Meniere’s Disease: Puzzling Disorder Of the Inner Ear

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It’s not contagious, and it isn’t fatal, but Meniere's (men-yeers) disease can be debilitating. It’s a disorder of your inner ear that can cause severe dizziness, a roaring sound with pain or pressure in your ear, and loss of hearing. Although doctors can’t say for sure, they believe it results from abnormal fluctuations of the fluids in your inner ear, explains Dominik Greda, MD, an ear, nose and throat (ENT) specialist. “Although we really can’t say what causes the fluid to build up,” he adds.

What Are the Symptoms?

Symptoms of Meniere’s disease come and go, and usually last between 20 minutes and two hours. Many times patients experience symptoms for three to five years before being formally diagnosed. The most common symptoms are:

  • Dizziness that feels like you’re spinning. This results in problems with balance and feeling unstable while walking. Nausea, vomiting, or sweating can also result from a dizzy episode.
  • Feeling fullness in one or both ears
  • Tinnitus (ringing or roaring in one or both ears)
  • Hearing loss, especially the inability to hear low sounds. For most patients, this hearing loss is temporary.

Although it’s more common to have symptoms in just one ear, “up to half of patients will have symptoms in both ears within two years,” Dr. Greda explains.

Am I At Risk?

It’s hard to predict who will get Meniere’s disease. But here’s what doctors know:

  • “Meniere’s disease can occur at any age, but symptoms typically show up between the ages of 20 and 40,” says Dr. Greda.
  • “We see some cases clustered in families. Genetics seems to play a role in up to 15 percent of patients,” he explains.
  • “Migraines are more commonly found in people with Meniere’s disease than in the general population,” says Dr. Greda, “although it’s unclear if this has anything to do with the cause.”

Eric Clapton, Huey Lewis, Ryan Adams, and Kristen Chenoweth are all well-known musicians who suffer from Meniere’s disease. 

How Is It Treated?

Treatment for Meniere’s disease may include one or all of the following, depending on your symptoms:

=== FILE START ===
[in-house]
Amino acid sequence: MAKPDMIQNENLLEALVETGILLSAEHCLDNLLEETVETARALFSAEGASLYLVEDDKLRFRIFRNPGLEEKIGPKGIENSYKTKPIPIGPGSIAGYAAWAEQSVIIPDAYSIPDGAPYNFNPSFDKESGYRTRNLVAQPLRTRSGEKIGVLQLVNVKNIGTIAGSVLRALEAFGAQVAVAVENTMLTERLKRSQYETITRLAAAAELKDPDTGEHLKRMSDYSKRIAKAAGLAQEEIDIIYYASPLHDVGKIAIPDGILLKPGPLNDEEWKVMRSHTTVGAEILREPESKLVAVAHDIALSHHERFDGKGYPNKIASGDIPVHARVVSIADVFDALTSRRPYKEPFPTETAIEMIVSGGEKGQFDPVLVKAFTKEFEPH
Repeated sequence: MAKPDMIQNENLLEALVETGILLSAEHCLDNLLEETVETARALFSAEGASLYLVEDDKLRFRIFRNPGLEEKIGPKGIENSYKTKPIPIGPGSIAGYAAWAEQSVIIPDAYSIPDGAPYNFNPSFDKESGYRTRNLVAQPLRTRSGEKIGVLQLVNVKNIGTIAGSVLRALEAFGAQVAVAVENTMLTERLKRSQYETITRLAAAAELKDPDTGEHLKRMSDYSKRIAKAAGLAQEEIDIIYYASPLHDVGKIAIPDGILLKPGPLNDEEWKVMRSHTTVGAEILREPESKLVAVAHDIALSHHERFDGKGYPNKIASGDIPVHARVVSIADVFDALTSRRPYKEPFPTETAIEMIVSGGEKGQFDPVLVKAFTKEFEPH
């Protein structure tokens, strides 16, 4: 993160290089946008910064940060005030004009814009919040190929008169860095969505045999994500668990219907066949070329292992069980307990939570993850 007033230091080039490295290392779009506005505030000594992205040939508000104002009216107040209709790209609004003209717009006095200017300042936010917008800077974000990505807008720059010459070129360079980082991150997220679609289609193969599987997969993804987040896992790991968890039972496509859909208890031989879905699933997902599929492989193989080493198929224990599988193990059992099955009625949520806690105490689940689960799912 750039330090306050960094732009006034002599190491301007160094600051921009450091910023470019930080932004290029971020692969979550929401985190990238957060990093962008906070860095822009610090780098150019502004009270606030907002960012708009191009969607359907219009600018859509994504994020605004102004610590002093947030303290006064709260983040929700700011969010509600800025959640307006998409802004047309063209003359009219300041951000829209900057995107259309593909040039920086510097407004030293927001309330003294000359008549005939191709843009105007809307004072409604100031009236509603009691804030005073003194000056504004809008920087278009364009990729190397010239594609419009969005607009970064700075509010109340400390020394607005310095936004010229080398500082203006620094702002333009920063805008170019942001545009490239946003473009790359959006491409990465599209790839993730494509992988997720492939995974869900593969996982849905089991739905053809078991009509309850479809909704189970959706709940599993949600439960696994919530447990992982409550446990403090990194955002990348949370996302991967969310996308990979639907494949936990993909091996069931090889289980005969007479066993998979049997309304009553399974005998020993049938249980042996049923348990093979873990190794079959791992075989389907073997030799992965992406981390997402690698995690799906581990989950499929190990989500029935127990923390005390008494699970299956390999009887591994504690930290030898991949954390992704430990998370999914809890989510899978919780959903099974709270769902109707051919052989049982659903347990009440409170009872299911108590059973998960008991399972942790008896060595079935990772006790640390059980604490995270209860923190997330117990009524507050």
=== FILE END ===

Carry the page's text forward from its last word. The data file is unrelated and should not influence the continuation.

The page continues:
• Medications. Typically diuretics (also known as water pills) are prescribed along with a medication to eliminate vertigo and restore your balance.
  • Vestibular rehabilitation. This specialized rehab uses exercises to improve balance. The exercises may reduce the severity of your attacks, reduce your risk of injury, and teach you to maintain your balance if you have problems between episodes.
  • Positive pressure therapy. Pulses of air are delivered to your middle ear from a small device that fits into your outer ear.
  • Lifestyle changes. Your doctor may also ask you to stop smoking, limit salt in your diet, and eliminate caffeine and alcohol. All of these substances can affect the balance of fluid in your inner ear. And because it is believed that stress can cause an attack, it’s important to make changes to your lifestyle to reduce stress and/or learn how to manage stress as it occurs.
  • Surgery. Medications injected into your middle ear, or surgery, are more aggressive treatments that are sometimes recommended if other treatments aren’t successful.

Is It Curable?

Treatment improves or relieves the symptoms of Meniere’s disease in most patients, but it doesn’t cure the underlying problem, so there is no cure at this time, explains Dr. Greda. Treatment focuses on:

  • Reducing the frequency and the severity of your vertigo attacks
  • Reducing or eliminating your tinnitus
  • Avoiding hearing loss that can occur with severe attacks

“With treatment, up to 90 percent of patients with Meniere’s disease are able to maintain normal, daily activities,” explains Dr. Greda. “And between 90 and 95 percent have good control of vertigo attacks.”

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